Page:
Your computer is probably running the Windows 10 operating system. And you’re probably reading this website using Internet Explorer . So you need to pay attention. Hackers are currently taking advantage of a zero-day flaw known as “Double Kill” in Internet Explorer to infect PCs across the globe. A “zero day” flaw is a software flaw that was previously unknown to the maker of the hardware or software.
According to experts hackers can embed a malicious website inside an Windows Office document. If you click on the link to open the website your computer is infected with malicious code that takes over your computer. The code can bypass the User Account Control component in Windows 10, acquiring administrator-level privileges. The attack works within the system memory so there’s no evidence of anything suspicious. In other words your computer falls under the control of the hackers and you would never know and there is no evidence of the attack.
Never, ever open a document from an unknown source. If you receive an email with a link or attachment you are not expecting, even from someone you know, make sure you ask if they really sent it before opening it. Alway keep you Windows 10 PC and all your software and anti-virus software up to date. Windows operating system is a highly popular target for hackers. And make sure your firewall is properly configured. If you decide to remove the Explorer browser from your computerfollow these instructions.
Microsoft is serious about updating every PC with its latest Windows 10 operating system; whether you like it or not. The OS was first launched in July of 2015 as an upgrade and replacement for the less than popular Windows 8.
Users of older Windows operating systems have complained that the new upgrades were implemented without warning or their approval. Users have been posting complaints for the last few days onRedditandTwitterafter Microsoft’s last Patch Tuesday. Patch Tuesday is the day when Microsoft issues upgrades and patches to its software via the Internet. Users of Windows 7 and 8 were caught by surprise by the unwanted upgrades.
Microsoft’s master plan is to upgrade all PC to the new operating system and has reclassified the new OS to “recommended.” That reclassificationbegan on February 1, and Microsoft has been aggressively pushing auto-upgrades ever since. Many Windows users are familiar with the Windows 7 and 8 operating systems and are not happy with the way Microsoft is forcing Windows 10 on them. Microsoft understands it’s annoying people with its aggressive Windows 10 push, but it doesn’t seem to care and not denying it.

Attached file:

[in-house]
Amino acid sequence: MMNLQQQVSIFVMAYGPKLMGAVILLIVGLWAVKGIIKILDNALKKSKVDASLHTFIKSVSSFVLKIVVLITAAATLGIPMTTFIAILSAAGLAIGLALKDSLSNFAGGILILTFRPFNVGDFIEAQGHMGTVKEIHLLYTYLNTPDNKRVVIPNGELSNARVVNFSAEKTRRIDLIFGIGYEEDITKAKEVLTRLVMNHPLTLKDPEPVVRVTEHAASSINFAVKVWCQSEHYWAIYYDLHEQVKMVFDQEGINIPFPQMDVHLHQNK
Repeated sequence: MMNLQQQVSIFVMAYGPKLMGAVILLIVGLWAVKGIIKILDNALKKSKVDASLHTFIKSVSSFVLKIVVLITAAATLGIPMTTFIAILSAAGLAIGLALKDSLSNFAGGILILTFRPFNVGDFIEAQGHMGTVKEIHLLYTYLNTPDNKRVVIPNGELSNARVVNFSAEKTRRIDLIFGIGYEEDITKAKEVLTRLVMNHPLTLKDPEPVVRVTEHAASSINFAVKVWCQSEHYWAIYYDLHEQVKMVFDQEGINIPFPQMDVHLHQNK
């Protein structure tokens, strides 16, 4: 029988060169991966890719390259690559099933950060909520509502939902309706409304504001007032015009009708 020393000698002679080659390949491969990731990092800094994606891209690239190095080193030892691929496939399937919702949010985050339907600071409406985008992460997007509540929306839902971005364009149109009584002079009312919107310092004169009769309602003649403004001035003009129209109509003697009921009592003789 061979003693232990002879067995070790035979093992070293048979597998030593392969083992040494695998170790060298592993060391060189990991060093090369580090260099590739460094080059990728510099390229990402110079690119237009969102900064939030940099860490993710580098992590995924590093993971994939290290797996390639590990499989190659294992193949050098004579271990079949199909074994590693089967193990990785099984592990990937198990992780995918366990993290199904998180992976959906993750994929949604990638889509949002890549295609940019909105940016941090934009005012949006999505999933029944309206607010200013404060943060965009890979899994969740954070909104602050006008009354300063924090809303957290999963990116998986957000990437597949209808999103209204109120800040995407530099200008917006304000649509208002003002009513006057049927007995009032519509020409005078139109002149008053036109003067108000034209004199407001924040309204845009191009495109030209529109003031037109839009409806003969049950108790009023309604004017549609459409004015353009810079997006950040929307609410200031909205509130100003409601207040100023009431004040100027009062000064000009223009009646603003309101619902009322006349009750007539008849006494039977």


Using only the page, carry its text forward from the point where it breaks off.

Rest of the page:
In an interview with the Inquirer a Microsoft spokesperson said; “For individuals who have chosen to receive automatic updates through Windows Update, we help upgradable devices get ready for Windows 10 by downloading the files they’ll need if they decide to upgrade.”
The updates first appear as a notification informing users their PCs are scheduled for the Windows 10 upgrade in the next three or four days. Users are given the option of declining the update by clicking a link to cancel or postpone the update. But Microsoft doesn’t give up that easily. Closing the window only causes the notification to re-appear again one hour before the scheduled update time. If users don’t cancel or postpone within that timeframe, the update will begin automatically. If you still refuse to upgrade you can do so by declining the End User License Agreement. That causes your computer to revert back to the original operating system but that could take some time.
If you have not yet received an upgrade notice you are one of the few. It is possible to avoid installing Windows 10 completely by going to Windows Update in the Control Panel, and unchecking the box under recommended updates, which reads “Give me recommended updates the same way I receive important updates. ”
According to Microsoft Windows 10 is safer more secure operating system with new features that include;
A new start menu that utilizes tile images of apps and programs.
Device Guard blocks zero-day attacks or previously unknown vulnerabilities, by screening applications that try to access Windows 10 machines and/or its network.
Windows Hello, a biometric technology that uses your face, iris and fingerprint as password alternatives to launching Windows.
Windows Passport utilizes two-factor authentication (a biometric sensor such as fingerprint scan or facial recognition or PIN) and grants password-free access to applications, websites and networks on specific enrolled devices.
Windows Store for trusted apps that require a Microsoft or trusted vendor signature.